2. The Night Manager by John leCarre – I spent a bus trip nearly squirming in delight from the dialogue, and want to read this right now.

3. Clans of the Alphane Moon by Phillip K. Dick – because I think I’m in love with a Ganymedean slime mould called Lord Running Clam.  I am actually quite near the end of this, to be honest.

4. The Collected Adventures of Sherlock Holmes by Arthur Conan Doyle – because I bought this a few lifelines ago and I’ve been introduced to the BBC remake miniseries recently.  It’s harcover, tactile and wonderful, and a facsimile with illustrations.  I think I’ll just lie around swooning over the binding and flyleaf and forget to get around to actually reading it.

50 books

Yes, I am a bit late again here.  But on my honour, I’m not simply posting about the 50 Books You Can’t Put Down government initiative to use popular books (this year Pride and Prejudice and Zombies and The Girl that Kicked the Hornet’s Nest make an appearance in the list amongst others) to plug Australian authors and get less bookish people buying and reading books for the sake of a freebie.  The 50 Books thing is familiar to anyone in this country who has ever walked through a mall and past a bookstore at the right time, or found the piles of leftovers at remainder or secondhand charity sales.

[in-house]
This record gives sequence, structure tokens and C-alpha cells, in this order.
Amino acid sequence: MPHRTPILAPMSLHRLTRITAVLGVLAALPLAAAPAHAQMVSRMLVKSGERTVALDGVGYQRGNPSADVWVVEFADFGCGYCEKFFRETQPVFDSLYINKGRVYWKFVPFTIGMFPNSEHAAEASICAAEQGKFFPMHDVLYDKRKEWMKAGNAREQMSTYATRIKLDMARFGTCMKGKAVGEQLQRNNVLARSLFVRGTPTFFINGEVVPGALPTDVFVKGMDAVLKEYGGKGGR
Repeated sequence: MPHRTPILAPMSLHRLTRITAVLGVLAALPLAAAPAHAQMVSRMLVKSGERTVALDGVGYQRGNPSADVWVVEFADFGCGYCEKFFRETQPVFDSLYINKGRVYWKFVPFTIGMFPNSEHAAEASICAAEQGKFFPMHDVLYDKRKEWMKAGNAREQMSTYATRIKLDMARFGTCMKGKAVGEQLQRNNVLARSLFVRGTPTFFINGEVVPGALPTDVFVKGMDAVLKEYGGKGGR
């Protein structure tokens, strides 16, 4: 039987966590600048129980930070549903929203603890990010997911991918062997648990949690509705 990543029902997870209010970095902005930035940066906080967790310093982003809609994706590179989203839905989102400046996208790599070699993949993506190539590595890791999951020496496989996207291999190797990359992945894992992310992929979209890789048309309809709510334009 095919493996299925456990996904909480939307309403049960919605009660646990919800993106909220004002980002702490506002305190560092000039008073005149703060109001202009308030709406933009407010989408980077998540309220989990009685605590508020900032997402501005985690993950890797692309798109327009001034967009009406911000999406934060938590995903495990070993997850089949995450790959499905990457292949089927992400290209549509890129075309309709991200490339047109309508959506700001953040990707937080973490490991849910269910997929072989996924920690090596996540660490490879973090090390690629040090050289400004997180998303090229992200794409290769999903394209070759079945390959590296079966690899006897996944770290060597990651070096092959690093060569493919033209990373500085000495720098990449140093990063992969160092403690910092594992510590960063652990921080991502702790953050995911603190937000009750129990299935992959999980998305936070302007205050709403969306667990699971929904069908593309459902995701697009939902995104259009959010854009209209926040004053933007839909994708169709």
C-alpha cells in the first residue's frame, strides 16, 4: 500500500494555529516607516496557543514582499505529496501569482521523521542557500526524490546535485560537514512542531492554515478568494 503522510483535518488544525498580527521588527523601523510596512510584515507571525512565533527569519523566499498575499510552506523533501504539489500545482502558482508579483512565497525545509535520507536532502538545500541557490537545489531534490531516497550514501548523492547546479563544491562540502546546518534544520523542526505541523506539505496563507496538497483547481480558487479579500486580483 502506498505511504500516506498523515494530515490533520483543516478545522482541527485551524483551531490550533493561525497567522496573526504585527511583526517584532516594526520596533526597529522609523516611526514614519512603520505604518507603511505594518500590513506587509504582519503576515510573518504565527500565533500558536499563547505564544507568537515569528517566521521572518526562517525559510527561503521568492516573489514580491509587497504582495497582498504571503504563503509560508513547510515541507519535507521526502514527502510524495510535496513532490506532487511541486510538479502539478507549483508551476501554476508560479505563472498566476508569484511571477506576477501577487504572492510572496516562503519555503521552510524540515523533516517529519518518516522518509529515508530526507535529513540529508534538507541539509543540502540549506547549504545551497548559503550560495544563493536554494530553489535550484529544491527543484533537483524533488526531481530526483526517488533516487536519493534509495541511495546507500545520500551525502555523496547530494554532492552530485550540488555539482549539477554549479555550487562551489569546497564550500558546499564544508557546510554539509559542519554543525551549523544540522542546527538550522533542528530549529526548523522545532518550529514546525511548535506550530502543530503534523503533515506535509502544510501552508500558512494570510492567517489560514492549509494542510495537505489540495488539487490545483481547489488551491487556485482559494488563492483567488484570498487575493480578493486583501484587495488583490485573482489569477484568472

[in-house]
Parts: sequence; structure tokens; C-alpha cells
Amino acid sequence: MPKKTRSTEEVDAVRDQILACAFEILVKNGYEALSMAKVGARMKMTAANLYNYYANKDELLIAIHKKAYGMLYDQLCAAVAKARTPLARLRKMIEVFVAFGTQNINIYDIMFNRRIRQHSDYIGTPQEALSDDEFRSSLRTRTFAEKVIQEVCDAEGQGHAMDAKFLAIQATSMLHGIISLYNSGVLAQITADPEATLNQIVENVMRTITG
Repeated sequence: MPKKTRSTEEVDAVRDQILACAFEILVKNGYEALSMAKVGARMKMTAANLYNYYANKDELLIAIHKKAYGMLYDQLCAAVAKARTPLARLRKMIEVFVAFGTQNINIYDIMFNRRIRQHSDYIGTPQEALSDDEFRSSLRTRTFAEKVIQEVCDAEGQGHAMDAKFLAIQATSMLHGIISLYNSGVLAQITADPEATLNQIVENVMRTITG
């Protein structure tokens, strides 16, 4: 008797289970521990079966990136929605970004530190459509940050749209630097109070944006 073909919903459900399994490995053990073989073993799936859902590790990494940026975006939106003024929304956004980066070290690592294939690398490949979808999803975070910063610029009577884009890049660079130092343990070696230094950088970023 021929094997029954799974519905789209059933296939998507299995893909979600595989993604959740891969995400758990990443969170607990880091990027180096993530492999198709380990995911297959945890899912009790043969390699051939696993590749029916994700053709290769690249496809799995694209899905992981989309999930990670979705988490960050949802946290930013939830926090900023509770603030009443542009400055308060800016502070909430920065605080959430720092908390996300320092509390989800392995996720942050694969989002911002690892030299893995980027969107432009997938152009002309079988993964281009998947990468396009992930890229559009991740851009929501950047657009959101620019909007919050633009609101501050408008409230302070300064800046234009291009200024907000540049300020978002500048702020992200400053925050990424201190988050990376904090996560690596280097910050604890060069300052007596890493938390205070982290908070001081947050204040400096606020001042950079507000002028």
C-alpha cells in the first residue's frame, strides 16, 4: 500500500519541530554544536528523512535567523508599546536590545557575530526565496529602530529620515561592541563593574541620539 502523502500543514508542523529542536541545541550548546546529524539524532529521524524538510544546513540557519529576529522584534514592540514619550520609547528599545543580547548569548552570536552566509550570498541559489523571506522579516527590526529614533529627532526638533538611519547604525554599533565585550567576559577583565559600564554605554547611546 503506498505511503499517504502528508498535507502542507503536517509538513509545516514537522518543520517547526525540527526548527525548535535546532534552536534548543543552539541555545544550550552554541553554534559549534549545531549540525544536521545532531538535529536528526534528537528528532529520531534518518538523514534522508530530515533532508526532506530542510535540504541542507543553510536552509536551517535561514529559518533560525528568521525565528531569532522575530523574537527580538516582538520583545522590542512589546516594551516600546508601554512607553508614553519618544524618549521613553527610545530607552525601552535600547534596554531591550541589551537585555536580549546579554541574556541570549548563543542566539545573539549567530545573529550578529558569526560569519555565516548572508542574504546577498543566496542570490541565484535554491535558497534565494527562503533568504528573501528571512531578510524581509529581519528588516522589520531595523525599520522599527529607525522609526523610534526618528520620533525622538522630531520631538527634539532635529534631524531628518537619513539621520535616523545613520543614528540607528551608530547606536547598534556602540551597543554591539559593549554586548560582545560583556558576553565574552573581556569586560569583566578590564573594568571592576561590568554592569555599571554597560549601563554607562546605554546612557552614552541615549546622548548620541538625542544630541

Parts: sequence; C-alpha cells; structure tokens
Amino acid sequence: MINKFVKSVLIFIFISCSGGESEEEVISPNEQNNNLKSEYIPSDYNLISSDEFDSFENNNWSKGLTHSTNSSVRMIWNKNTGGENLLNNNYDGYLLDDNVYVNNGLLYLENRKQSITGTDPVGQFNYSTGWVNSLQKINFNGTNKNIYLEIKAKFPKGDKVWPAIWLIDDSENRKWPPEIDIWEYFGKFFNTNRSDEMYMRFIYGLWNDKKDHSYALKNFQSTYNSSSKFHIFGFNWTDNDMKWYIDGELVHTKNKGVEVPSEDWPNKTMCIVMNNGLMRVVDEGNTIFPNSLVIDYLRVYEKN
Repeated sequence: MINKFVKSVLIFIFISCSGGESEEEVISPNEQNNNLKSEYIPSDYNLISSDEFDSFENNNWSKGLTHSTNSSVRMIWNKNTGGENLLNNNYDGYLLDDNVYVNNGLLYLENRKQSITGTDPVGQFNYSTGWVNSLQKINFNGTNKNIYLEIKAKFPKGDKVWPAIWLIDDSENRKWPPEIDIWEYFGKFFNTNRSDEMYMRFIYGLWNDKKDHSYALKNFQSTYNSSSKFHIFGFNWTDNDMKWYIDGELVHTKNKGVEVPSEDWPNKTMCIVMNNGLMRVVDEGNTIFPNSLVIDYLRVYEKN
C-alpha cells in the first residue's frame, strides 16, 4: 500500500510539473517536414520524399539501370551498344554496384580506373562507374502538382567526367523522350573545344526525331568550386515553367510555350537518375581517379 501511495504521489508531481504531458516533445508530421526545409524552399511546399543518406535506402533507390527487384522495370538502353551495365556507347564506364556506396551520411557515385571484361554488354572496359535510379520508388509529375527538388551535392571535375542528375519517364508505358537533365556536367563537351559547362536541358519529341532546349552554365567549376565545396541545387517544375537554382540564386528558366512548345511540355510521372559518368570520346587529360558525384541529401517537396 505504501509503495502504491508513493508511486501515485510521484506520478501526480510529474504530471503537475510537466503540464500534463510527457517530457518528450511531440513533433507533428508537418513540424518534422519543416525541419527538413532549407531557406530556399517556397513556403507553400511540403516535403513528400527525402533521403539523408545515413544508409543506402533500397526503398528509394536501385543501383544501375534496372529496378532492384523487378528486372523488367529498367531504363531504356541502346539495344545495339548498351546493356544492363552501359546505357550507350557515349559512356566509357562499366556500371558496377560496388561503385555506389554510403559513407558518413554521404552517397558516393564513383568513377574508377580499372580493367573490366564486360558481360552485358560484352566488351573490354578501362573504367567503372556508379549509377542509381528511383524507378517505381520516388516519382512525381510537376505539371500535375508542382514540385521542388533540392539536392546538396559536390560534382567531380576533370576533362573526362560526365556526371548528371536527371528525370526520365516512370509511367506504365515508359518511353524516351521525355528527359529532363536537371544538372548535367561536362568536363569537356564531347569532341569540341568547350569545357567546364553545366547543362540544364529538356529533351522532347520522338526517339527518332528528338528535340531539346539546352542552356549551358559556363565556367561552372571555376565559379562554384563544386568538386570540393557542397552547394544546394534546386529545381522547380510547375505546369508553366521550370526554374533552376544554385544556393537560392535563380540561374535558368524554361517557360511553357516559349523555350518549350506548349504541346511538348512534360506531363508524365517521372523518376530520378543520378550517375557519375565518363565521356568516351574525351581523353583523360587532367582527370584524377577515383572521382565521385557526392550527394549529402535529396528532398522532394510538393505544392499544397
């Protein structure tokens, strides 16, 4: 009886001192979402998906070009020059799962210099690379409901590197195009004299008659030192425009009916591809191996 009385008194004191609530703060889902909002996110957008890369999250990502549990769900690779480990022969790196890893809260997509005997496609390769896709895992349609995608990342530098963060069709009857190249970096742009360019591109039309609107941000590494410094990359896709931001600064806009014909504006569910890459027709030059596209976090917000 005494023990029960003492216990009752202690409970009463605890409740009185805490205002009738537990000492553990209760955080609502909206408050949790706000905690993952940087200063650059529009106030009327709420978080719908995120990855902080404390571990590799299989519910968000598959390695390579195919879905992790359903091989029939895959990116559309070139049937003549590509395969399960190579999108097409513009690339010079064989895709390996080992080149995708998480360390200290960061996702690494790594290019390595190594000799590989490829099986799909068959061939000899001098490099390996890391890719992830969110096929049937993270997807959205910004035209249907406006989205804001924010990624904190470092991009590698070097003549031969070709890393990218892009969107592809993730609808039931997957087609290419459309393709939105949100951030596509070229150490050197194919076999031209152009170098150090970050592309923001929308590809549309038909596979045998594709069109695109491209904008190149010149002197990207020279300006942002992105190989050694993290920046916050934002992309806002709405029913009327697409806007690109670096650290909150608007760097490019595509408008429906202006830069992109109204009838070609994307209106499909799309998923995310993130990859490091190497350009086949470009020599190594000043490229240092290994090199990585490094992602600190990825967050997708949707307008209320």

No, I’m more amused and interested by the first-chapter free previews and events.  Of which there are none in my city.  In fact, there seems to be a distinct lack of the walk-in public reading spaces in most towns and cities outside of the very big ones.  It is a bit baffling to me that an initiative aiming at increasing readership is targeting city centres that are chock-full of literate workers and libraries and bookshops rather than more remote and less culturally accessible areas of Australia, but that’s hardly anything new.  It seems that there are authors’ events at some smaller towns, but I have yet to find a way to search for smaller events by state, so I would recommend browsing the tags at the blog which seems to be where all the information actually lurks.  Though the month is mostly over now, there are still a few events here and there that might be worth checking out.

There’s a few this year that I know I want to buy, even if I cannot afford new books right now.  But I am very excited about the preview chapters.  Go here to find a list of the books on the list this year, and to get free previews of them all.  It’s not much, and I think I’d have rather had a free ebook or two of Australian based writers than an ipod app, a bright red website and fifty first chapters, but I’m a crazy open-source kind of girl and my brain just likes ideas like that.